Unfortunately, most paralegal certificate courses (undergraduate, post-associate’s and post-bachelor’s) cannot be transferred to a degree program. There may be some rare exceptions at community colleges that offer both entry level certificates in paralegal studies and AAS programs in the field, allowing certificate students to complete the associate degree and counting credits earned at the certificate level.

Credits earned in a graduate certificate program, however, can usually be transferred towards a master’s degree.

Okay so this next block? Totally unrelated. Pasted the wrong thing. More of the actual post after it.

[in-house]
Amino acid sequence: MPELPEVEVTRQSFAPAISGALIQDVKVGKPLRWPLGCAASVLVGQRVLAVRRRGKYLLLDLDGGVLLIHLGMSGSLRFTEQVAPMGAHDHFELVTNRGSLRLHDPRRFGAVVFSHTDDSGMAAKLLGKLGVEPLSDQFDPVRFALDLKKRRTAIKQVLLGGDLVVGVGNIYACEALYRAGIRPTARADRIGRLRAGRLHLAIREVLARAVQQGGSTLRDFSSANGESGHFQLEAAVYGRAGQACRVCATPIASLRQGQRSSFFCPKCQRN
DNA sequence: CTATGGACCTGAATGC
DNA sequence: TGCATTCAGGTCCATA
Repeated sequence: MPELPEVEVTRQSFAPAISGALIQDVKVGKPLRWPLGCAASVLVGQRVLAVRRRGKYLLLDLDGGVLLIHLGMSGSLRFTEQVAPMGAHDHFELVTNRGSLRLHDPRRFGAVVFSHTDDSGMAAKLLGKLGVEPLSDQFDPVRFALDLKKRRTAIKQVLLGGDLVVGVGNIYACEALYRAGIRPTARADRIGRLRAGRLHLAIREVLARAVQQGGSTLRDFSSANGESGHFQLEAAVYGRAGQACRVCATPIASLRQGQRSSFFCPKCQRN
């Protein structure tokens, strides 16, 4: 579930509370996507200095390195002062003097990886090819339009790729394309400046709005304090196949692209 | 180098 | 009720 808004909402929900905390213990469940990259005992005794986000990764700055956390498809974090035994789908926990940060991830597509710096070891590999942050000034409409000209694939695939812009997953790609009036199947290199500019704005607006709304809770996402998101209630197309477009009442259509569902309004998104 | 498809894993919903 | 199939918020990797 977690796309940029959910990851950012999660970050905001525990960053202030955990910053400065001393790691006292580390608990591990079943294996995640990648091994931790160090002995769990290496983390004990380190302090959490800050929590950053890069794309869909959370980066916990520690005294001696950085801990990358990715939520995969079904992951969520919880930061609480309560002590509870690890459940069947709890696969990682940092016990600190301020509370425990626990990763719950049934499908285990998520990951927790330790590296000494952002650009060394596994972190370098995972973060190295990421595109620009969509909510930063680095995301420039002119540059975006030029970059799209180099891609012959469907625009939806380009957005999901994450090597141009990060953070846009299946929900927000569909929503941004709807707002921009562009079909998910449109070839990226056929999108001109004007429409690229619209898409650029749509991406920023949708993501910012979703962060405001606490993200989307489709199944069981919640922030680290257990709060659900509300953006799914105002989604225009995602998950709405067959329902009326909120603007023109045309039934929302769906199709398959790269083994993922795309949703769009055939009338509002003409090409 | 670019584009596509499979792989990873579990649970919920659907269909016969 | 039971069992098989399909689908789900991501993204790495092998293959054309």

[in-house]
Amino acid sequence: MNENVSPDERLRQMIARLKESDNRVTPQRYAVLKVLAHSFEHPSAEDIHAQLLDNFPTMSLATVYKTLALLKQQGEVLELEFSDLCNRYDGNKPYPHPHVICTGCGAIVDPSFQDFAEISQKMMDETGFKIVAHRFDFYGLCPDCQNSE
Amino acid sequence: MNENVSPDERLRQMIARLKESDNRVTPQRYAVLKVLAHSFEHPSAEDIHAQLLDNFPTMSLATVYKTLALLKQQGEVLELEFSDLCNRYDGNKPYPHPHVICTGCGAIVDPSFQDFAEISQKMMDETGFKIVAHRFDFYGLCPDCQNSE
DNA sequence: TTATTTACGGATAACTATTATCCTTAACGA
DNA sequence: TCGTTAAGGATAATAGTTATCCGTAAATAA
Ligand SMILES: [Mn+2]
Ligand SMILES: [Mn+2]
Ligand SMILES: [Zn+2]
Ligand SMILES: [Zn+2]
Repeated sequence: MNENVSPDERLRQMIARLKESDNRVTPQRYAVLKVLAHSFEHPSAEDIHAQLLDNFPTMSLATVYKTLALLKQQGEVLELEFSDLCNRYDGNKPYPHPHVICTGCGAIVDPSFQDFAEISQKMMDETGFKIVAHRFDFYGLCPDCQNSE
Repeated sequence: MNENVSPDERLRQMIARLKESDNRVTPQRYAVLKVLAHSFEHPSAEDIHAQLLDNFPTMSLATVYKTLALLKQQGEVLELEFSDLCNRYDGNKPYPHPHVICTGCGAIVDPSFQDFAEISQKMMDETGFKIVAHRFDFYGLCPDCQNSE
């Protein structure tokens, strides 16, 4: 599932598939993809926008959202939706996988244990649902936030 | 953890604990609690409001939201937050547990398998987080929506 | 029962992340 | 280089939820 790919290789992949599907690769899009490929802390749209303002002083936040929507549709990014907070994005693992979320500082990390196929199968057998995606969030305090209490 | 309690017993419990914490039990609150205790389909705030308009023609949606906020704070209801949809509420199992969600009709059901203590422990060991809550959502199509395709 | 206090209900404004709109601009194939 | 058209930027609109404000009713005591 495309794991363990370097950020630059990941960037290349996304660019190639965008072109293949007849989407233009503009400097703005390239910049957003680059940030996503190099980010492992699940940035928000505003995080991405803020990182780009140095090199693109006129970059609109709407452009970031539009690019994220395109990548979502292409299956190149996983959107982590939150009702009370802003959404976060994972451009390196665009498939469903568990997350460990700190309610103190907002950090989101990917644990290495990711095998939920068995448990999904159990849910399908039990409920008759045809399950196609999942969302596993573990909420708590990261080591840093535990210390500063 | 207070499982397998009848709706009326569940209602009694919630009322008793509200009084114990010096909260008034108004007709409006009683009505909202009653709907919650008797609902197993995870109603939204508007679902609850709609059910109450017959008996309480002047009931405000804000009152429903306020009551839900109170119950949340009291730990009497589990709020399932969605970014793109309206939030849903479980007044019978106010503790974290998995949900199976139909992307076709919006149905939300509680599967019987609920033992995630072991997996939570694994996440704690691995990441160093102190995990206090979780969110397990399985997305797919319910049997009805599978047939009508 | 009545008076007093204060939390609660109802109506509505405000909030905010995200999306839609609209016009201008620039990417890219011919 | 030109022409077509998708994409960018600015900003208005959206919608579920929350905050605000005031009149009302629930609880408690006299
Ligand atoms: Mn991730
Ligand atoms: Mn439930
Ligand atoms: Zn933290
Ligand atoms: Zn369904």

How much does a paralegal certificate program cost?

An undergraduate paralegal certificate or post-associate’s or post-bachelor’s program through a proprietary school will cost you between $7,000-$13,000, while undergraduate certificate programs through community colleges typically cost between $3,000-$8,000.

Graduate certificate programs through state colleges or universities generally cost between $4,000-$6,000.

You may be able to secure a number of grants and loans that will make it easier to afford the cost of a paralegal program. Depending on the institution and your financial situation, you may be eligible for Federal Pell Grants, Supplemental Educational Opportunity Grants, the Federal Work-Study Program, Federal Perkins Loans, and private loans, among others.


FIND SCHOOLS
Sponsored Content